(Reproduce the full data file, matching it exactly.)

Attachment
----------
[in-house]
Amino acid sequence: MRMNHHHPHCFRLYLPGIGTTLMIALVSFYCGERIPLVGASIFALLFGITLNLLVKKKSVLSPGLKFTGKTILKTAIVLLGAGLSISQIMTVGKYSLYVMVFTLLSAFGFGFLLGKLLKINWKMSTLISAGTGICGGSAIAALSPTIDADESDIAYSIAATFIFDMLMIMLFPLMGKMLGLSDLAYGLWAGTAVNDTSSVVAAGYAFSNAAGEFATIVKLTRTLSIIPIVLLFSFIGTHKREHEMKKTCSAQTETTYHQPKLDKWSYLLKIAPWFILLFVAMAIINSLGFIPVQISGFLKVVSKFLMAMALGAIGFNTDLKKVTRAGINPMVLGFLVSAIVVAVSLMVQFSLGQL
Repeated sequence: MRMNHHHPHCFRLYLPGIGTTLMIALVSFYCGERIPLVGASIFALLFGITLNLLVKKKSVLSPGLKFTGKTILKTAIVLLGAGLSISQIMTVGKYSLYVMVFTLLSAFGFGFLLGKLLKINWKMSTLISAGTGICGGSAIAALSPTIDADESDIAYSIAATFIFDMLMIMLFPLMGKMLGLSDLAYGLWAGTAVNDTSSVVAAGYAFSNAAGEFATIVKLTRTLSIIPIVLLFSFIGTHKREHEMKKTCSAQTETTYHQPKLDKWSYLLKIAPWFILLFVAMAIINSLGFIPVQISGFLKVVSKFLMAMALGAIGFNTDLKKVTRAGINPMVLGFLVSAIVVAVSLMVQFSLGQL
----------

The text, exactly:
[in-house]
Amino acid sequence: MRMNHHHPHCFRLYLPGIGTTLMIALVSFYCGERIPLVGASIFALLFGITLNLLVKKKSVLSPGLKFTGKTILKTAIVLLGAGLSISQIMTVGKYSLYVMVFTLLSAFGFGFLLGKLLKINWKMSTLISAGTGICGGSAIAALSPTIDADESDIAYSIAATFIFDMLMIMLFPLMGKMLGLSDLAYGLWAGTAVNDTSSVVAAGYAFSNAAGEFATIVKLTRTLSIIPIVLLFSFIGTHKREHEMKKTCSAQTETTYHQPKLDKWSYLLKIAPWFILLFVAMAIINSLGFIPVQISGFLKVVSKFLMAMALGAIGFNTDLKKVTRAGINPMVLGFLVSAIVVAVSLMVQFSLGQL
Repeated sequence: MRMNHHHPHCFRLYLPGIGTTLMIALVSFYCGERIPLVGASIFALLFGITLNLLVKKKSVLSPGLKFTGKTILKTAIVLLGAGLSISQIMTVGKYSLYVMVFTLLSAFGFGFLLGKLLKINWKMSTLISAGTGICGGSAIAALSPTIDADESDIAYSIAATFIFDMLMIMLFPLMGKMLGLSDLAYGLWAGTAVNDTSSVVAAGYAFSNAAGEFATIVKLTRTLSIIPIVLLFSFIGTHKREHEMKKTCSAQTETTYHQPKLDKWSYLLKIAPWFILLFVAMAIINSLGFIPVQISGFLKVVSKFLMAMALGAIGFNTDLKKVTRAGINPMVLGFLVSAIVVAVSLMVQFSLGQL